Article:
The ceiling got taped and 2 coats of mud. Then sanded and texture sprayed:
After the texture dried, I attempted to match and paint the ceiling (off-white). It took quite a few tries but I got close. Very rarely do I get a perfect ceiling.
Another set build! They just don’t stop. I guess that’s why I’m so behind on my other work!
This one is for Baskerville: A Sherlock Holmes Story, playing at Abbey Arts in March. See Gallery 7 for more details.
Set Design is by Jeff Kiers.
Here are a few pictures of parts of the set in production (1.5 weeks). The stage itself is relatively simple, but there are quite a few pieces that are flown in or wheeled in. It is ready for painting!
I was contracted by TWU to build the base set for their upcoming Spring Musical. I wasn’t able to commit to the entire project, but I did give them a full week to get the balcony and stage going. I had a lot of help from the students at various times as well. (Design credit – V. Salim)
The set design is very creative and I look forward to seeing it after the TWU Production Team is done with all the scrims, paint, flats, doors, and other finishing touches!
Bright Star runs March 15-April 2 at SAMC Langley.
I designed the set for Gallery 7 Theatre’s current production of Trying:
But first, I had to pull some stock in a blizzard.
I used stock from our previous show to build some heaters and flats…
I modified a double bookshelf ($17 at MCC) to make two bookshelves. I was proud of these because they have false backs, and spin around for fast scene changes.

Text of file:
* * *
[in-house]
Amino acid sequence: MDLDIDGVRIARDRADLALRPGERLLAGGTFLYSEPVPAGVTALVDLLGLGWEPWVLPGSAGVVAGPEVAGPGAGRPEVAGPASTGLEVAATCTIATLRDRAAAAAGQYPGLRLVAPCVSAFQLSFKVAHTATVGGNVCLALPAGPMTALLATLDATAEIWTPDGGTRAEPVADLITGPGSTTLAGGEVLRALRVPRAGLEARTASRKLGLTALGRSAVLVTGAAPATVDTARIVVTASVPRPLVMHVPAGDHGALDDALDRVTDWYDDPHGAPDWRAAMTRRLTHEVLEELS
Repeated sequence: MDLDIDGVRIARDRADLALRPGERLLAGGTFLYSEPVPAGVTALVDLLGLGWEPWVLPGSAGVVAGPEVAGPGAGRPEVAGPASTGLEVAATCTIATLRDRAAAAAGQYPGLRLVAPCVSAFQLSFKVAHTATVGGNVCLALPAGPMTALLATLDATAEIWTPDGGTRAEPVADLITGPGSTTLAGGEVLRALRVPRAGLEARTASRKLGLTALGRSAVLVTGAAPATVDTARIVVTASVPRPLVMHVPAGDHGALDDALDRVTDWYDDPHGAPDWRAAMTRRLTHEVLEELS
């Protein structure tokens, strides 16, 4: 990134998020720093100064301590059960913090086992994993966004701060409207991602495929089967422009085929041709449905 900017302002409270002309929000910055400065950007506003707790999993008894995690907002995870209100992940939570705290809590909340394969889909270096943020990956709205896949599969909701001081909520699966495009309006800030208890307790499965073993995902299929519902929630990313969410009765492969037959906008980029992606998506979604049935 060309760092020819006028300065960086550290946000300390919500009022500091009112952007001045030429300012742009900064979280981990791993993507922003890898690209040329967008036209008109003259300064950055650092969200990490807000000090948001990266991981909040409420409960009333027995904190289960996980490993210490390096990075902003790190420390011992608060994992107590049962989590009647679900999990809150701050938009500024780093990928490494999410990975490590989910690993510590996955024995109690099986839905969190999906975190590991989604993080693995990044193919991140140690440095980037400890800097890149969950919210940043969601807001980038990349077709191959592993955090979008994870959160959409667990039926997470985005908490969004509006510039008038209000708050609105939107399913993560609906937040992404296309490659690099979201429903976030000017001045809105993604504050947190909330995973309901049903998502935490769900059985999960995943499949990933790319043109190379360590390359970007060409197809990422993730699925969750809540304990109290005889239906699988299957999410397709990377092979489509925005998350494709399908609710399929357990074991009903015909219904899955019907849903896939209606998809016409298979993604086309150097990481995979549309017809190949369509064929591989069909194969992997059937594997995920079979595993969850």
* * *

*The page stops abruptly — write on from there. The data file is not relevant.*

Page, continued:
I made some 1960’s gas heaters…or something like them anyway!
I needed a few shelves full of books…they had to be light. My volunteer, Linda, found a bunch of covers, and I borrowed some from our Props manager, Dianna; but the bulk I made out of cereal boxes and printer ink:
Then it was time to move the set to our venue:
One challenge was to build a “light box” behind the window. It was a bit more involved than simply shining a light at a flat.
The part that should be the funnest is the set dec: all the little knick knacks that get added to add some detail to the space. However, I was tired at this point and blanked a bit…but felt it was enough.
The show runs until February 5th, 2022 at the Abbey Arts Centre! Buy tickets at gallery7theatre.com.
A long time ago Sandy talked to me about re-doing her kitchen backsplash. It was previously done using leftover vinyl flooring (and looked alright in my opinion). She waited while doing other small renovations and then was ready. I discussed changing the countertops first, mostly because they had a cove backsplash and things would look cleaner with that removed.